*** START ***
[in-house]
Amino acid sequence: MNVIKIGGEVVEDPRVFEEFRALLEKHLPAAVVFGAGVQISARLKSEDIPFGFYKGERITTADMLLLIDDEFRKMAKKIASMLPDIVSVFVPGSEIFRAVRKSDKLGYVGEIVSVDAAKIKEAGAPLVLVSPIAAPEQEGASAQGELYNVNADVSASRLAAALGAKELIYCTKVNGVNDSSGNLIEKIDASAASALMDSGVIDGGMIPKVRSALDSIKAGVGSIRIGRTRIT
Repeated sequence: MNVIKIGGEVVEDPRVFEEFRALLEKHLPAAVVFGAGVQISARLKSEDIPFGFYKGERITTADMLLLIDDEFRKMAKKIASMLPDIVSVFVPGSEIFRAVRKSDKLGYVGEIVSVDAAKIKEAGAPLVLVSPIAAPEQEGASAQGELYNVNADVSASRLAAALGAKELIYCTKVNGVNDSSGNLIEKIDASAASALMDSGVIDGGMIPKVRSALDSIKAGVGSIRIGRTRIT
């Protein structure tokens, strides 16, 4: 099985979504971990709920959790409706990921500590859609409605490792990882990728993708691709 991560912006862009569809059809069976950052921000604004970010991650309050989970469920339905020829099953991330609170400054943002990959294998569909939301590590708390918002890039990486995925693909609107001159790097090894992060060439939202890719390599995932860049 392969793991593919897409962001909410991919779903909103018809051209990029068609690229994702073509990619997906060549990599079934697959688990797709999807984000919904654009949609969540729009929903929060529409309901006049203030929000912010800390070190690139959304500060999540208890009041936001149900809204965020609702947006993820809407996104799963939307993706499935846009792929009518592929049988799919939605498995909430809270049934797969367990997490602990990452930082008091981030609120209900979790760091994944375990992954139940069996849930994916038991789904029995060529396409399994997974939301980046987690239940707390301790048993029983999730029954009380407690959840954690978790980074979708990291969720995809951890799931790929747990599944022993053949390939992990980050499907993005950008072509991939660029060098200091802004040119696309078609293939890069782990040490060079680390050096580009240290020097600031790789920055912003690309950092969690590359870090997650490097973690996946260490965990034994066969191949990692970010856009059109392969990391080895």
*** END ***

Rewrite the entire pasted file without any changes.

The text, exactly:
[in-house]
Amino acid sequence: MNVIKIGGEVVEDPRVFEEFRALLEKHLPAAVVFGAGVQISARLKSEDIPFGFYKGERITTADMLLLIDDEFRKMAKKIASMLPDIVSVFVPGSEIFRAVRKSDKLGYVGEIVSVDAAKIKEAGAPLVLVSPIAAPEQEGASAQGELYNVNADVSASRLAAALGAKELIYCTKVNGVNDSSGNLIEKIDASAASALMDSGVIDGGMIPKVRSALDSIKAGVGSIRIGRTRIT
Repeated sequence: MNVIKIGGEVVEDPRVFEEFRALLEKHLPAAVVFGAGVQISARLKSEDIPFGFYKGERITTADMLLLIDDEFRKMAKKIASMLPDIVSVFVPGSEIFRAVRKSDKLGYVGEIVSVDAAKIKEAGAPLVLVSPIAAPEQEGASAQGELYNVNADVSASRLAAALGAKELIYCTKVNGVNDSSGNLIEKIDASAASALMDSGVIDGGMIPKVRSALDSIKAGVGSIRIGRTRIT
């Protein structure tokens, strides 16, 4: 099985979504971990709920959790409706990921500590859609409605490792990882990728993708691709 991560912006862009569809059809069976950052921000604004970010991650309050989970469920339905020829099953991330609170400054943002990959294998569909939301590590708390918002890039990486995925693909609107001159790097090894992060060439939202890719390599995932860049 392969793991593919897409962001909410991919779903909103018809051209990029068609690229994702073509990619997906060549990599079934697959688990797709999807984000919904654009949609969540729009929903929060529409309901006049203030929000912010800390070190690139959304500060999540208890009041936001149900809204965020609702947006993820809407996104799963939307993706499935846009792929009518592929049988799919939605498995909430809270049934797969367990997490602990990452930082008091981030609120209900979790760091994944375990992954139940069996849930994916038991789904029995060529396409399994997974939301980046987690239940707390301790048993029983999730029954009380407690959840954690978790980074979708990291969720995809951890799931790929747990599944022993053949390939992990980050499907993005950008072509991939660029060098200091802004040119696309078609293939890069782990040490060079680390050096580009240290020097600031790789920055912003690309950092969690590359870090997650490097973690996946260490965990034994066969191949990692970010856009059109392969990391080895």